All that changes, however, by the third act. That’s when the viewer begins to recognize that what one is watching is essentially a Die Hard (1988) knock-off. But unlike Die Hard, this action flic is utterly bereft of character development, offbeat humor, and memorable one-liners. It’s all the carnage of Die Hard amped up to the max, but with none of the heart.

    Gerald Butler portrays Mike Banning, a Secret Service agent tasked with saving the president from North Korean terrorists, Banning is no John McClane; he has no witty dialogue to speak of. Truth be told, he has no wit at all. Just brawn and a propensity toward cruelty toward his enemies. And while that holds the movie together for a while, it eventually wears thin.

    The only character in the film who has any depth to speak of is Speaker of the House Alan Trumbull. This is largely due to the fact that he is portrayed by the always enjoyable Morgan Freeman, who imbues the role with necessary gravitas.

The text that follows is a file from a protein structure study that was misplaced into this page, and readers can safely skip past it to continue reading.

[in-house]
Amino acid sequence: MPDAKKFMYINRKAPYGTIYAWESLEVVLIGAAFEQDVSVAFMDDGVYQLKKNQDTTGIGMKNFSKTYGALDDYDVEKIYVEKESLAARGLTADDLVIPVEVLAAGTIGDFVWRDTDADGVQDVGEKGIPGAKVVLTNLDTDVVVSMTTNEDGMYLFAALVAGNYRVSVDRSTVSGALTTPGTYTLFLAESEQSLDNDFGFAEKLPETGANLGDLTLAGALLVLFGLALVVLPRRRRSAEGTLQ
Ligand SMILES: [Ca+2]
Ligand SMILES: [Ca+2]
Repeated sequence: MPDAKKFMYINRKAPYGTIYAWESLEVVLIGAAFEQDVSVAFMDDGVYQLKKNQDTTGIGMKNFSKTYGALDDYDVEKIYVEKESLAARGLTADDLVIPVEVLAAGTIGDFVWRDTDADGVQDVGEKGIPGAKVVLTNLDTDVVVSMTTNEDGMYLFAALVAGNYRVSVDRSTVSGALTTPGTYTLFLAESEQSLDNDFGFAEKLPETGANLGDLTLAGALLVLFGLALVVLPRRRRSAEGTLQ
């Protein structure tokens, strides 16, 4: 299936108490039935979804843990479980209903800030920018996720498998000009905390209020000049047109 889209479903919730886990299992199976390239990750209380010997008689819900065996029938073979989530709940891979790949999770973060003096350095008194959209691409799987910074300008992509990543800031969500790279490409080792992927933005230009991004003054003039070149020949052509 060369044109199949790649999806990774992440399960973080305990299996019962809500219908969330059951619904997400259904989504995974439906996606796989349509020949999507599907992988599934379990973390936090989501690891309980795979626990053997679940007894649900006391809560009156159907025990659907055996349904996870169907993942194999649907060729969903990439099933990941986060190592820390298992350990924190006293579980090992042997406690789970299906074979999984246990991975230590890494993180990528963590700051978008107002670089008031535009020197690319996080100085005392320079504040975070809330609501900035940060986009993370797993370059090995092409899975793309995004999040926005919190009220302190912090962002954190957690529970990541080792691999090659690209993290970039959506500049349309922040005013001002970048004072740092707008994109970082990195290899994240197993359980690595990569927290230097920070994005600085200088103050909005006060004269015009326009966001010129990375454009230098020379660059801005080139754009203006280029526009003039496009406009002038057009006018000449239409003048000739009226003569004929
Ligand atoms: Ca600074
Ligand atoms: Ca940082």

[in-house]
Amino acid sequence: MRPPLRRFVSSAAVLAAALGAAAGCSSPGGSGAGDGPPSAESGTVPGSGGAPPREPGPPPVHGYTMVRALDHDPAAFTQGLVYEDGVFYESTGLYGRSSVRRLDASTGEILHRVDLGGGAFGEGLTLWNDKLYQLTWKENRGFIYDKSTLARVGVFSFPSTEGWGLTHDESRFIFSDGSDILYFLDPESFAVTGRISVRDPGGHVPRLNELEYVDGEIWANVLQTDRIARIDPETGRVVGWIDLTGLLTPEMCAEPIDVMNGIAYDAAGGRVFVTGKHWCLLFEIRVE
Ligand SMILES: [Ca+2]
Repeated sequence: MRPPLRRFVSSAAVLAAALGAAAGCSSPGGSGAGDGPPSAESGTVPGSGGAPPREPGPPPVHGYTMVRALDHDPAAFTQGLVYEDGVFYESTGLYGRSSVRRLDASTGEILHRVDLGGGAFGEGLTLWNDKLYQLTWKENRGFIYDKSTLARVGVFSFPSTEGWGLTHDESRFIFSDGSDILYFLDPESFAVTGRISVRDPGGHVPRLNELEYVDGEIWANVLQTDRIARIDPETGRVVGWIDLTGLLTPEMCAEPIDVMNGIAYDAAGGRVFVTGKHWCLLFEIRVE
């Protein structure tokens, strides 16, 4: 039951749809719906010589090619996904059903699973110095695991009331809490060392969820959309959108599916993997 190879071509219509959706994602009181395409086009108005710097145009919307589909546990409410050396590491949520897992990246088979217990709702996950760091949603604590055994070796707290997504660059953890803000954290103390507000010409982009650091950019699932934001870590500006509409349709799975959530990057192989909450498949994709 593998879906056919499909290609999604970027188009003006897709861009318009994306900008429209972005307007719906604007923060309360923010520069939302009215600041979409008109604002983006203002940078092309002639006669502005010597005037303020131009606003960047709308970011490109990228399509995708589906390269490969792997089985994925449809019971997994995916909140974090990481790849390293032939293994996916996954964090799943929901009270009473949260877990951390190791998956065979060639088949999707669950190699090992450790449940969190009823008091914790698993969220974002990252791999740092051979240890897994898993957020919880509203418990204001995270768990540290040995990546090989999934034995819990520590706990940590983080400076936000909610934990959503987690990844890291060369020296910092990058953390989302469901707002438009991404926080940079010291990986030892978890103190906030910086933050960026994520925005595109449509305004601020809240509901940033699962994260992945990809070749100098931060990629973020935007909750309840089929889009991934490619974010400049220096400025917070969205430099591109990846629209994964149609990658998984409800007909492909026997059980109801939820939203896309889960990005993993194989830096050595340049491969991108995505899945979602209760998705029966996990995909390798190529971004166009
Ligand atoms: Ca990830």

It’s not that Olympus Has Fallen is a bad movie; it’s just a rather empty one. A facsimile. Fuqua has done much better, particularly in his collaborative efforts with Denzel Washington. What went wrong here? I suspect it was the screenplay. Or the reliance on audiences not noticing how very derivative it all is. That said, the movie fared well at the box office and did spawn two sequels. Make of that what you will.

   

REVIEWED BY JONATHAN LEWIS:

RAW DEAL. De Laurentiis Entertainment, 1986. Arnold Schwarzenegger, Kathryn Harrold, Sam Wanamaker, Paul Shenar, Robert Davi, Ed Lauter, Darren McGavin, Joe Regalbuto, Steven Hill. Director: John Irvin. Available on DVD and Blu-Ray. Currently streaming on Amazon Prime Video.

   I know this is almost certainly an outlier opinion, but here it is: Raw Deal is actually a pretty good action movie. Although it was a box office disappointment and generally scoffed at by critics, this Arnold Schwarzenegger vehicle has been unfairly maligned. One would almost say that the movie itself got a raw deal. And that it now deserves critical reappraisal.

   Years ago, Mark Kaminski (Schwarzenegger) was an FBI Agent living in New York with a bright future ahead of him. All that changed when ambitious prosecutor Marvin Baxter (Joe Regalbuto), upon seeing how badly Kaminski roughed up a child abuse suspect, gave Kaminski a choice: resign or be prosecuted. Kaminski chose the former and ended up in exile, working as a small-town sheriff where one of his biggest collars is that of a local thief impersonating a motorcycle cop.